Work begins on UK rocket facility

A new design of rocket that could change the way we travel into space is being developed by a British firm.

A simulation of how the testing facility at Westcott will look when finished. Credit: Reaction Engines Ltd
Published: May 5, 2017 at 12:00 pm

Construction has begun on a UK-based testing facility for a British air breathing rocket that could change the way we travel into space.


The SABRE (Synergistic Air-Breathing Rocket Engine) propulsion system is being supported by the European Space Agency and is designed to ‘scoop up’ air from the atmosphere during the early stage of its flight into orbit.

This air acts as as an oxidiser allowing the rocket fuel to ignite and would prevent the need for carrying an onboard oxygen supply.

It could also create a single-stage-to-orbit spacecraft that doesn't require ejection of empty containers as fuel is used up, the way the Soyuz rocket does.

As the SABRE is making its way out of Earth's atmosphere, incoming air must be cooled from 1,000°C to -150°C within one hundredth of a second in order for it to be used as an oxidiser.

In 2012, ESA oversaw testing of a prototype pre-cooler device for the rocket.

SABRE is being developed by British firm Reaction Engines Ltd, with €10 million invested by ESA supplementing £50 million from the UK Space Agency.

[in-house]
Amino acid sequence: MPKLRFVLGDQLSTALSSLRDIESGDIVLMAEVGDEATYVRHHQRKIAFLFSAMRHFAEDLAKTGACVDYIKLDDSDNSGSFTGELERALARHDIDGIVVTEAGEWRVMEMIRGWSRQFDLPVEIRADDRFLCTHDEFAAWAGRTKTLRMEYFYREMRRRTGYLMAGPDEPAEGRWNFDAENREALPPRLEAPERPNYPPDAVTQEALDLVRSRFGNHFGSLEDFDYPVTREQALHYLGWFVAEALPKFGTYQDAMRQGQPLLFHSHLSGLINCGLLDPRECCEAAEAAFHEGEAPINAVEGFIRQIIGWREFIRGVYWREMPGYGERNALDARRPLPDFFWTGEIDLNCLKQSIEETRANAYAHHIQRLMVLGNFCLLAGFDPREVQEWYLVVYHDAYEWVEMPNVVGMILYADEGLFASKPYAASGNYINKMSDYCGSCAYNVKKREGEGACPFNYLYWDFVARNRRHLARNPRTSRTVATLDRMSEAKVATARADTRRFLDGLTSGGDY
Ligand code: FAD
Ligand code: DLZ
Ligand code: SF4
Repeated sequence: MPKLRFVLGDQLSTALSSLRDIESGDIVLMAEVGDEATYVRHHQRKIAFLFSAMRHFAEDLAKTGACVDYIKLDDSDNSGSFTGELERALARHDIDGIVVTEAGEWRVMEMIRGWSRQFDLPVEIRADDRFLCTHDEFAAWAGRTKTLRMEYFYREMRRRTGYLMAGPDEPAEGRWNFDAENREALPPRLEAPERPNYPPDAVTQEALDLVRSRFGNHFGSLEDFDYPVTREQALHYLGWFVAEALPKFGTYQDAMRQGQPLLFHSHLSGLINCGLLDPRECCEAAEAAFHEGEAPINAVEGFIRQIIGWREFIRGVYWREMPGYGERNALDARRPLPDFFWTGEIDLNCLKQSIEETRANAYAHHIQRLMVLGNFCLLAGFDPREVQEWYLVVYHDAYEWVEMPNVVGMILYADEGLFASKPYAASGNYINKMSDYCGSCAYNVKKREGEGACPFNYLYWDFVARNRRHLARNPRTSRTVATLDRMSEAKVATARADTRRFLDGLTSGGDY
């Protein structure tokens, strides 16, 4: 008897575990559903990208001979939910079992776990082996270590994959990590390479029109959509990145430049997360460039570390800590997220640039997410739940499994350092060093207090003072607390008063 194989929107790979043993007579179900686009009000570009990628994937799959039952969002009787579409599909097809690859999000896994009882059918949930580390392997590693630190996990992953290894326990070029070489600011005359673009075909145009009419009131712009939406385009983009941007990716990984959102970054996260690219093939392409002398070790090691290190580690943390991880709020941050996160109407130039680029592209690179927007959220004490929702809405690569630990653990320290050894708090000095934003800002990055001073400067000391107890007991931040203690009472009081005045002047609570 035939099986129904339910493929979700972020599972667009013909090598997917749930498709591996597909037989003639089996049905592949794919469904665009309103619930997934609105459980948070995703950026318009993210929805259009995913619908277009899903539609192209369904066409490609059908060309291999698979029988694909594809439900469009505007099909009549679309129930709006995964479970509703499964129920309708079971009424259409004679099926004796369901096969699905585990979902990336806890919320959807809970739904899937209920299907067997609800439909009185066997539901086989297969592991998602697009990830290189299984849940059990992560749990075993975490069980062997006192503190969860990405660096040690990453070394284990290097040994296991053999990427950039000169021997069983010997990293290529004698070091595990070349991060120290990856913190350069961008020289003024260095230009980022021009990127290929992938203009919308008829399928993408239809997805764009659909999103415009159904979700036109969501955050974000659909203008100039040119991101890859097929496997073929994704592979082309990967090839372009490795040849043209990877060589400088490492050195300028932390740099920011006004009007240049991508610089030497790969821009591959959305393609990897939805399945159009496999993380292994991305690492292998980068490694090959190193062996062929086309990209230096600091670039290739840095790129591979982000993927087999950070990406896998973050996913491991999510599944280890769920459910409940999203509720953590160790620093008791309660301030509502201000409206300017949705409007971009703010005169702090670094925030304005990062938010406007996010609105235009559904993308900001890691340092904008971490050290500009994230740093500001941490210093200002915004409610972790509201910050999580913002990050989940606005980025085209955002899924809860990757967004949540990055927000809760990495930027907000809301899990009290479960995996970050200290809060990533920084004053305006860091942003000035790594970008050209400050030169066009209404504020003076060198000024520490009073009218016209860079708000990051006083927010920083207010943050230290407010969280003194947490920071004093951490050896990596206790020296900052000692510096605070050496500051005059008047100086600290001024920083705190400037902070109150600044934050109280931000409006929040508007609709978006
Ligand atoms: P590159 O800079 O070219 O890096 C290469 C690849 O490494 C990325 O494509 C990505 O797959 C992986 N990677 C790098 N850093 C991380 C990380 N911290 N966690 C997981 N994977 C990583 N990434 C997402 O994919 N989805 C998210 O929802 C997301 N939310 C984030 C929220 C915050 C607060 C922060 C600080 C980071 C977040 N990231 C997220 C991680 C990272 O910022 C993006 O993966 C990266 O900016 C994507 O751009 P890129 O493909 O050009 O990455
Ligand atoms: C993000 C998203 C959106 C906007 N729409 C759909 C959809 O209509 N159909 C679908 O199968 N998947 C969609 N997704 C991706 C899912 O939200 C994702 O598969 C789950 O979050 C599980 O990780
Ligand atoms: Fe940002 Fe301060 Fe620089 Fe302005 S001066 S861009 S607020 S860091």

This week, construction began on the new test facility at Westcott Venture Park in Aylesbury, Buckinghamshire.

It will include a propulsion test stand that can accommodate various test engine configurations, an assembly building, workshops, offices and a control room.

Support facilities will enable configuration changes to the engine to take place on-site.

The site was originally built as a base for training bomber crews during World War II, but after the war it became a government facility for research into rocket propulsion.

The Blue Streak missile and Black Arrow satellite carrier rocket were both tested at Westcott.

Testing of the SABRE engine is due to commence in 2020, with testing of the engine’s pre-cooler system expected to take place in 2018.

“The opening of this new test facility marks an historic moment for the European aerospace industry and for the UK research and development in rocket propulsion,” says Franco Ongaro, ESA Director of Technology, Engineering and Quality.


“This facility enables the ground test of the engine cycle, opening the way to the first test flights, and to a new era."


Iain Todd, BBC Sky at Night Magazine
Iain ToddScience journalist

Iain Todd is BBC Sky at Night Magazine's Staff Writer. He fell in love with the night sky when he caught his first glimpse of Orion, aged 10.


Sponsored content